Confident in their program, Notre Dame moves forward after Brian Kelly


SOUTH BEND – The collective jaw drop could be heard around college football on Monday evening when word began to leak about LSU’s new head football coach.

Brian Kelly, who is the winningest coach in the history of Notre Dame football and has an 11-1 team awaiting a postseason game, took the job for a reported $95 million dollars over ten years with incentives that could sweeten the deal even more.

Just a week before, Kelly had dismissed the notion that he was thinking about another job outside of South Bend and had said before that he envisioned retiring with the Irish. But that all changed in what some saw as a shocking coaching move for the veteran coach.

But someone who wasn’t stunned by the move was Kelly’s boss back at Notre Dame, who believed such a move was possible thanks to things he’d seen at times over the past year. After all, Jack Swarbrick brought the coach to South Bend in December of 2009, so know one at the school knew him better.

“There’s just a sense you get when you work closely with somebody for 12 years that there’s a certain restlessness, and I could sense that. I could sense that in some conversations,” said the Notre Dame athletic director. “There was a Freudian slip or two along the way that sort of grabbed my attention, and whether that was intentional or not, you just felt like — it feels a little bit like somebody who might be open to a different opportunity.”

His instincts were correct, and there was Swarbrick at a news conference about 12 hours after the news broke that Kelly was indeed headed to Baton Rouge. He said that the outgoing head coach didn’t offer Notre Dame a chance to match the contract, only to say he was resigning and thanked him for hiring him 12 years earlier.

For a second time in his tenure as athletic director, he’s looking for a football coach, though he says the circumstances are much different than in 2009 when he dismissed Charlie Weis for Kelly. In the previous three seasons before that move, the Irish were 16-21 with just one bowl appearance.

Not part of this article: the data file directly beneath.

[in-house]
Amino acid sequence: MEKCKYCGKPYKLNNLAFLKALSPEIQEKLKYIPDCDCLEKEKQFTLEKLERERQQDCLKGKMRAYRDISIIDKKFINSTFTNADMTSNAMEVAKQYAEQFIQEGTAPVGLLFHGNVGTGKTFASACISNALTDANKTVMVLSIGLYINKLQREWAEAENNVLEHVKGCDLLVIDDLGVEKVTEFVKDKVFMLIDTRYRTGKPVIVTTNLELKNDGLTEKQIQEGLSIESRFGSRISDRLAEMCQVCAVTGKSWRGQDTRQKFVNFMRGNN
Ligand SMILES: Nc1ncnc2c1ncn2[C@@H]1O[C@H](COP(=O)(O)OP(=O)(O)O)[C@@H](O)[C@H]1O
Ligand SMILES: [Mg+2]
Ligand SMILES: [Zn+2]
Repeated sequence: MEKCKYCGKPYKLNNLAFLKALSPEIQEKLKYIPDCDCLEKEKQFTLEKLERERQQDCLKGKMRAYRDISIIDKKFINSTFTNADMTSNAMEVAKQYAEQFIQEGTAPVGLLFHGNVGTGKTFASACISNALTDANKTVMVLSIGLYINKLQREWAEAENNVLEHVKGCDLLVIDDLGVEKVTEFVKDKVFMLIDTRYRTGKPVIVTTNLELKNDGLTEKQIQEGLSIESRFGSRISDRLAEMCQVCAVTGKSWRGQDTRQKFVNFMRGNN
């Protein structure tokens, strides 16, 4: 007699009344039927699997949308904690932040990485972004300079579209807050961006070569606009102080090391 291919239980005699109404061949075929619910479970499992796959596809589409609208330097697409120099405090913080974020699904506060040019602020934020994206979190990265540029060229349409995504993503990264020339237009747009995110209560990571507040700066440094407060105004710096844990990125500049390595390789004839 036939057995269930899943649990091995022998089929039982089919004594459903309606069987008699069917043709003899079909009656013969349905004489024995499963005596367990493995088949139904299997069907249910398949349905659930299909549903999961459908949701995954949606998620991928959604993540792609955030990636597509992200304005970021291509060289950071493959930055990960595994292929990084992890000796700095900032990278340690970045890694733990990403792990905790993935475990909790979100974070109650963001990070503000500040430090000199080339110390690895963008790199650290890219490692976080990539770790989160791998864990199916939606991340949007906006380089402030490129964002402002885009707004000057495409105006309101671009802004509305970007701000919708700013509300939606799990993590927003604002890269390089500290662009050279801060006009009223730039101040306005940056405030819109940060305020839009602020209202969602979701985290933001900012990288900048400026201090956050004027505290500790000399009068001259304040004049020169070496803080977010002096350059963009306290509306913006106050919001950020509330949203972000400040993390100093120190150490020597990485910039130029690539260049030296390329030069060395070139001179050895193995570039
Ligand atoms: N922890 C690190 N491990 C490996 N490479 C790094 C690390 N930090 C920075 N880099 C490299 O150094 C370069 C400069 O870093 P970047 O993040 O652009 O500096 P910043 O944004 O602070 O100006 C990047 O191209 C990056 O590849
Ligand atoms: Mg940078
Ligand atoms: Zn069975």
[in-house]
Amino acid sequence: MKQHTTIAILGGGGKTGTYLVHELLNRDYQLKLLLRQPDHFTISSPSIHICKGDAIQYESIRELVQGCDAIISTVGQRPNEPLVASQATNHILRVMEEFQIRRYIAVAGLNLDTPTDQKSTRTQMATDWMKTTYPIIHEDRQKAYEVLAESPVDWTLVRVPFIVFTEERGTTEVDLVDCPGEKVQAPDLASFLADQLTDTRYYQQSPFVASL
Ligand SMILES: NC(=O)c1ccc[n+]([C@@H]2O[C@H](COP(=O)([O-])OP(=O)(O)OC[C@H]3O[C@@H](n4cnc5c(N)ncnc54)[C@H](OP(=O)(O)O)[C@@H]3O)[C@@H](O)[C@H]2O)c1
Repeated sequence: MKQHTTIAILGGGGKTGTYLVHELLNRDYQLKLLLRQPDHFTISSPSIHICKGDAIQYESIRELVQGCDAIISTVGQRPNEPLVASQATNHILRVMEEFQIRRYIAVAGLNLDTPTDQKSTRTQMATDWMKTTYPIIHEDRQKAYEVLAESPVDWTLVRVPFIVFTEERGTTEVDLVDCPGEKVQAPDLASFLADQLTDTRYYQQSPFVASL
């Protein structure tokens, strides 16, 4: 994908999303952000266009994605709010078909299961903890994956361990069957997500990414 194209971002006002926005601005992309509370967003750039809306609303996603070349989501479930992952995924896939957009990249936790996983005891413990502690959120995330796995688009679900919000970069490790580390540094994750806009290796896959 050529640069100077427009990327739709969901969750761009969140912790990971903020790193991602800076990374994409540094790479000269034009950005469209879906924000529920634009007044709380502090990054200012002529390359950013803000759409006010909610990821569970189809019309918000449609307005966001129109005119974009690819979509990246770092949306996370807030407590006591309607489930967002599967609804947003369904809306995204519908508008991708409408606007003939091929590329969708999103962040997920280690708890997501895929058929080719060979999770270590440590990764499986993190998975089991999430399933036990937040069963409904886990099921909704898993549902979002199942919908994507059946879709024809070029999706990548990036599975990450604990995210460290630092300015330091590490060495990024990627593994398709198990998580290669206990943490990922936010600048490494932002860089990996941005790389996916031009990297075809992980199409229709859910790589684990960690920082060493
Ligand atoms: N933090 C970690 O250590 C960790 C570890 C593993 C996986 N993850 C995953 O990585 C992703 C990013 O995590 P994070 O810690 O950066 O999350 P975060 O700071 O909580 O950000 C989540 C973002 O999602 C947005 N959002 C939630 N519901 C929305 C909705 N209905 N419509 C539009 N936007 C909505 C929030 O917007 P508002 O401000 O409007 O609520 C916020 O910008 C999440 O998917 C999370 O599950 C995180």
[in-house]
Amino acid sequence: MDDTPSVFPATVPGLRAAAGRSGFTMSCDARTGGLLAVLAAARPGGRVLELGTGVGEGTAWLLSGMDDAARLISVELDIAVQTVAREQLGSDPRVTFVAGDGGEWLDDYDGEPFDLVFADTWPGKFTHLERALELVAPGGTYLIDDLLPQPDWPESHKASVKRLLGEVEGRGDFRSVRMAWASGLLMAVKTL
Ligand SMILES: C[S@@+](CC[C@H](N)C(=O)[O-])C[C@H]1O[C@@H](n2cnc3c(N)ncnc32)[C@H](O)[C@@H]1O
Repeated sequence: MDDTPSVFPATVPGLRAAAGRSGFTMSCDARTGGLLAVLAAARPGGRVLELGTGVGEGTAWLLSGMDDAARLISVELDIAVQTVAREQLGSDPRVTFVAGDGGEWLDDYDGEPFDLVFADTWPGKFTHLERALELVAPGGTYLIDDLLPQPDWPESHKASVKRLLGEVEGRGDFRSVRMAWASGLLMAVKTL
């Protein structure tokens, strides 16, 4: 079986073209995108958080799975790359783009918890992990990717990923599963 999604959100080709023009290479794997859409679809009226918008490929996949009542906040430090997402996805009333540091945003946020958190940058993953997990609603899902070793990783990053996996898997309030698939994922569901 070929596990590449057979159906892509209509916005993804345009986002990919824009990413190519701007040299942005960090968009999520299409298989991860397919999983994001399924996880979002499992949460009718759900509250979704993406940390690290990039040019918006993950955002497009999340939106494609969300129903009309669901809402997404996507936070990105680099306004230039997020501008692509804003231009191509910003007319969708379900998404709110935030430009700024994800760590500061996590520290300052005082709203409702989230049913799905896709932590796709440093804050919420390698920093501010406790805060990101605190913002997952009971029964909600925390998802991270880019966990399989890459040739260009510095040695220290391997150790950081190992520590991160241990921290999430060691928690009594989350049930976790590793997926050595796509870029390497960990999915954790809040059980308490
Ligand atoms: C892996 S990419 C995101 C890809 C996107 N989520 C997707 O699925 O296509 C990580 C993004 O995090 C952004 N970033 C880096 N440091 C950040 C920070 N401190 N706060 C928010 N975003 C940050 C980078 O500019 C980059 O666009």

“The circumstances could not be more different. Then I was in the process of trying to find someone to fix a very broken program, and in a circumstance where frankly a lot of people didn’t think this was a place they wanted to be because they didn’t think Notre Dame was committed or able to produce championship football teams,” said Swarbrick. “I couldn’t be more pleased with the difference I see today as I embark on another search. In my 14 years, this program has never been in better shape. We have never been in a better position to take the next step in building this program into a consistent contender for National Championships.

“I am excited with the opportunity to attract the next leader to do that.”

Who that new leader will be is still to be determined, but it won’t be Kelly for Notre Dame’s postseason since Swarbrick ruled out that possibility. He also said that the team will not name an interim head coach, letting the current assistants run the team for either a bowl or playoff game.

Swarbrick said one of the assistants would eventually be picked to make decisions during games as a head coach would and if an interim head coach was named, that person wouldn’t be in the running for the full-time job.

While not requiring any set criteria, Swarbrick stressed the need for the school to have a head coach who is a good “fit” for the school while also taking a “CEO” approach to the program and managing staff. Timing isn’t a major factor for the athletic director, either.

“It’s about the right candidate. When we find the person we think is the right one to lead this program and have the right conversations with him, that’s all that matters,” said Swarbrick when asked if he had a time in which he’d like to have the new head coach in place. “If that happens tomorrow or weeks from now, that’s fine. This is about getting the right person.”

It’s a quest that Swarbrick thought he might have had to undertake at Notre Dame before what transpired on Monday evening.

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